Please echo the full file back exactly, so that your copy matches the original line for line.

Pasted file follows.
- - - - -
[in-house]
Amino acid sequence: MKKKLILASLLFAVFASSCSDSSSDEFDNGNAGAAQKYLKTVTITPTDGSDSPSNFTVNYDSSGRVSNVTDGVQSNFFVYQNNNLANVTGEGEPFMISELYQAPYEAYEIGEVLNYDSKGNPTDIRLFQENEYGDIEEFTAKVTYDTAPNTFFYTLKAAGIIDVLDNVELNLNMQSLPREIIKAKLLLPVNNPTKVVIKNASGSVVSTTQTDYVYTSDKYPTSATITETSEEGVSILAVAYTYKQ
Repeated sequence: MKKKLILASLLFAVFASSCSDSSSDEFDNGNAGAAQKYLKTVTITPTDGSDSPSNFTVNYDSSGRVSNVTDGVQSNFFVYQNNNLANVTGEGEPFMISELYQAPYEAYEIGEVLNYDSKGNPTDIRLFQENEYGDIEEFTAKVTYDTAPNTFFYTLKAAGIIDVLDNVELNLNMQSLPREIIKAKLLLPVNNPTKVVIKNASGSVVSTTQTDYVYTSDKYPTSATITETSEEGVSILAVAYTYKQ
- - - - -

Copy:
[in-house]
Amino acid sequence: MKKKLILASLLFAVFASSCSDSSSDEFDNGNAGAAQKYLKTVTITPTDGSDSPSNFTVNYDSSGRVSNVTDGVQSNFFVYQNNNLANVTGEGEPFMISELYQAPYEAYEIGEVLNYDSKGNPTDIRLFQENEYGDIEEFTAKVTYDTAPNTFFYTLKAAGIIDVLDNVELNLNMQSLPREIIKAKLLLPVNNPTKVVIKNASGSVVSTTQTDYVYTSDKYPTSATITETSEEGVSILAVAYTYKQ
Repeated sequence: MKKKLILASLLFAVFASSCSDSSSDEFDNGNAGAAQKYLKTVTITPTDGSDSPSNFTVNYDSSGRVSNVTDGVQSNFFVYQNNNLANVTGEGEPFMISELYQAPYEAYEIGEVLNYDSKGNPTDIRLFQENEYGDIEEFTAKVTYDTAPNTFFYTLKAAGIIDVLDNVELNLNMQSLPREIIKAKLLLPVNNPTKVVIKNASGSVVSTTQTDYVYTSDKYPTSATITETSEEGVSILAVAYTYKQ